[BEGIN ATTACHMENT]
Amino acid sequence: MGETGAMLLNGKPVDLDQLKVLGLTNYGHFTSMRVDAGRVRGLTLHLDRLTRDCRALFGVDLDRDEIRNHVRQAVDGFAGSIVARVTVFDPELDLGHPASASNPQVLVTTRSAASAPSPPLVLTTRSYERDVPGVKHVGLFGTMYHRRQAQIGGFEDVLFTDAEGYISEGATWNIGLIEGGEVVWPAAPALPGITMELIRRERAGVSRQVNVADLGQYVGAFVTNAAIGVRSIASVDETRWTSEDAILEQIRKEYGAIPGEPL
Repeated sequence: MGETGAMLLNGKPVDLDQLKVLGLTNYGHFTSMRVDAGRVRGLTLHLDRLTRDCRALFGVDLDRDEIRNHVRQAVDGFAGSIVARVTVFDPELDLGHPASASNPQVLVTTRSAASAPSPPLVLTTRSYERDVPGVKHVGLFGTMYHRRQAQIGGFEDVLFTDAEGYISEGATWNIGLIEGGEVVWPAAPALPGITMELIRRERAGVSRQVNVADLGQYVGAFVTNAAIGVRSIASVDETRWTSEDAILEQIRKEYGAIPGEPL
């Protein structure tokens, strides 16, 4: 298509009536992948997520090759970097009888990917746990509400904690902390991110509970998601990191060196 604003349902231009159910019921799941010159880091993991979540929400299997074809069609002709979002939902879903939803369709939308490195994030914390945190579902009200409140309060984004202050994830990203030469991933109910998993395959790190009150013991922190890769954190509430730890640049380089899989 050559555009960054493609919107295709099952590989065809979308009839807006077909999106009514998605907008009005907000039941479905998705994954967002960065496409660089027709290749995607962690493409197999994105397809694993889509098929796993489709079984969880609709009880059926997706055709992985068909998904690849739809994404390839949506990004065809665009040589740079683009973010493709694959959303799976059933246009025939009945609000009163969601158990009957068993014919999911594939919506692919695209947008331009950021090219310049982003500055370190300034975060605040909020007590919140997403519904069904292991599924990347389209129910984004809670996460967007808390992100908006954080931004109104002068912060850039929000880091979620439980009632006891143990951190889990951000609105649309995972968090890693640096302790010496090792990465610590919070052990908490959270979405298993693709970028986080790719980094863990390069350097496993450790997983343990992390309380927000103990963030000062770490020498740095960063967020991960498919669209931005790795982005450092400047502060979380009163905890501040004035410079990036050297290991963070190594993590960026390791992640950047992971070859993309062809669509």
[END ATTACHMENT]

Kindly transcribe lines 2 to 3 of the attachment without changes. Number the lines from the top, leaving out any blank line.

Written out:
Repeated sequence: MGETGAMLLNGKPVDLDQLKVLGLTNYGHFTSMRVDAGRVRGLTLHLDRLTRDCRALFGVDLDRDEIRNHVRQAVDGFAGSIVARVTVFDPELDLGHPASASNPQVLVTTRSAASAPSPPLVLTTRSYERDVPGVKHVGLFGTMYHRRQAQIGGFEDVLFTDAEGYISEGATWNIGLIEGGEVVWPAAPALPGITMELIRRERAGVSRQVNVADLGQYVGAFVTNAAIGVRSIASVDETRWTSEDAILEQIRKEYGAIPGEPL
């Protein structure tokens, strides 16, 4: 298509009536992948997520090759970097009888990917746990509400904690902390991110509970998601990191060196 604003349902231009159910019921799941010159880091993991979540929400299997074809069609002709979002939902879903939803369709939308490195994030914390945190579902009200409140309060984004202050994830990203030469991933109910998993395959790190009150013991922190890769954190509430730890640049380089899989 050559555009960054493609919107295709099952590989065809979308009839807006077909999106009514998605907008009005907000039941479905998705994954967002960065496409660089027709290749995607962690493409197999994105397809694993889509098929796993489709079984969880609709009880059926997706055709992985068909998904690849739809994404390839949506990004065809665009040589740079683009973010493709694959959303799976059933246009025939009945609000009163969601158990009957068993014919999911594939919506692919695209947008331009950021090219310049982003500055370190300034975060605040909020007590919140997403519904069904292991599924990347389209129910984004809670996460967007808390992100908006954080931004109104002068912060850039929000880091979620439980009632006891143990951190889990951000609105649309995972968090890693640096302790010496090792990465610590919070052990908490959270979405298993693709970028986080790719980094863990390069350097496993450790997983343990992390309380927000103990963030000062770490020498740095960063967020991960498919669209931005790795982005450092400047502060979380009163905890501040004035410079990036050297290991963070190594993590960026390791992640950047992971070859993309062809669509």